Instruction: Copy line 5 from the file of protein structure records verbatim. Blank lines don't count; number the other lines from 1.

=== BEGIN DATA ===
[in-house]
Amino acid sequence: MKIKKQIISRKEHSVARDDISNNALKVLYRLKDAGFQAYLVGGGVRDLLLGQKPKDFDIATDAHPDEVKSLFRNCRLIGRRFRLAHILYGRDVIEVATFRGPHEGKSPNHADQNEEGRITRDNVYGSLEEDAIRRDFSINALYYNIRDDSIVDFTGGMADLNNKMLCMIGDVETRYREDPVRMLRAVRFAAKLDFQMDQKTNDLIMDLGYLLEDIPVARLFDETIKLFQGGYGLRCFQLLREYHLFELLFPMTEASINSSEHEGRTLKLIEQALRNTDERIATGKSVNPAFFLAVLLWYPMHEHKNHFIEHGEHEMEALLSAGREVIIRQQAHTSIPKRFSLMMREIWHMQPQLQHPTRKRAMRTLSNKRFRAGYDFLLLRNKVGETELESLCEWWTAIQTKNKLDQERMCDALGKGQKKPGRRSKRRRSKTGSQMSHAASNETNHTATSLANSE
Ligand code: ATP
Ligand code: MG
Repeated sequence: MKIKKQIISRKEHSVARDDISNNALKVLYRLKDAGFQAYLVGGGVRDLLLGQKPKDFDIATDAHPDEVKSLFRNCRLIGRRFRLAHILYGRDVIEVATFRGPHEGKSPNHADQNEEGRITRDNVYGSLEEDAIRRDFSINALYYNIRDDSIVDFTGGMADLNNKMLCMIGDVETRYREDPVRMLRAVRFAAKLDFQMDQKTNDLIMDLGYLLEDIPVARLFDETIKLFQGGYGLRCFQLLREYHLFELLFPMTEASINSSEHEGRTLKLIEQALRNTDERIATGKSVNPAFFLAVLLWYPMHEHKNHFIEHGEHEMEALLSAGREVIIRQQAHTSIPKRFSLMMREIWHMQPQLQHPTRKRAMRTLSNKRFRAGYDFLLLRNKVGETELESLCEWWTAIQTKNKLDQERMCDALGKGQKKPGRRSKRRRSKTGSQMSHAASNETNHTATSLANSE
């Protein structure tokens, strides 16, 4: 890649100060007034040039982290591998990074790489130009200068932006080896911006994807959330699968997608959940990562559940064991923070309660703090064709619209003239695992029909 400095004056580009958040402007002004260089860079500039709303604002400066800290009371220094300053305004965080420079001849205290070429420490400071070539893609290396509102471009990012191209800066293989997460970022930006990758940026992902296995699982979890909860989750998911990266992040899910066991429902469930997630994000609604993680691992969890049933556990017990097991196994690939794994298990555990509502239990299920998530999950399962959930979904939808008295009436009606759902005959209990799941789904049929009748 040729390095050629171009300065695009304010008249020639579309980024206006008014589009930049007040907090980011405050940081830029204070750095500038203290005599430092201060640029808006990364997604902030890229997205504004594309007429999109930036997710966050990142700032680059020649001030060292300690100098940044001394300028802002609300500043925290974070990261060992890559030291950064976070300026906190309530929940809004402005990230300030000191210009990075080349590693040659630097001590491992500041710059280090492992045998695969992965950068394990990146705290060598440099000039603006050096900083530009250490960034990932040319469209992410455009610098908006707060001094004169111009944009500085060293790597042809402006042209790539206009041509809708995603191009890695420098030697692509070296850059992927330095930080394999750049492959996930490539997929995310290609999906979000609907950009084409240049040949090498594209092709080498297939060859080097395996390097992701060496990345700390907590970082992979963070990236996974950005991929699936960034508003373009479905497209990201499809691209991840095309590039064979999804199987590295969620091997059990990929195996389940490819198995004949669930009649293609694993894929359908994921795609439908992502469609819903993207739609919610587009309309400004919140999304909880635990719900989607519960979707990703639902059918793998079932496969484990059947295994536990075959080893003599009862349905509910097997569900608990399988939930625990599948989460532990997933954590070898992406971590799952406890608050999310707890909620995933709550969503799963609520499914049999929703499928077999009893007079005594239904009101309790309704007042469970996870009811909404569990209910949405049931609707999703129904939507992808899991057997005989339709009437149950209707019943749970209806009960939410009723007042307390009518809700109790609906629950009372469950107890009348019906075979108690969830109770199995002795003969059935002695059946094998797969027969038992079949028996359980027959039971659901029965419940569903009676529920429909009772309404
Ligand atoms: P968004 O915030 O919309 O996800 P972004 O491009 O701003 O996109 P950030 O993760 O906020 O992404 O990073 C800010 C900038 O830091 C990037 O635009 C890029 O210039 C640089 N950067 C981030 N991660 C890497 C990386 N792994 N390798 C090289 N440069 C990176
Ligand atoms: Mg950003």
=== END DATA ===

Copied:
Repeated sequence: MKIKKQIISRKEHSVARDDISNNALKVLYRLKDAGFQAYLVGGGVRDLLLGQKPKDFDIATDAHPDEVKSLFRNCRLIGRRFRLAHILYGRDVIEVATFRGPHEGKSPNHADQNEEGRITRDNVYGSLEEDAIRRDFSINALYYNIRDDSIVDFTGGMADLNNKMLCMIGDVETRYREDPVRMLRAVRFAAKLDFQMDQKTNDLIMDLGYLLEDIPVARLFDETIKLFQGGYGLRCFQLLREYHLFELLFPMTEASINSSEHEGRTLKLIEQALRNTDERIATGKSVNPAFFLAVLLWYPMHEHKNHFIEHGEHEMEALLSAGREVIIRQQAHTSIPKRFSLMMREIWHMQPQLQHPTRKRAMRTLSNKRFRAGYDFLLLRNKVGETELESLCEWWTAIQTKNKLDQERMCDALGKGQKKPGRRSKRRRSKTGSQMSHAASNETNHTATSLANSE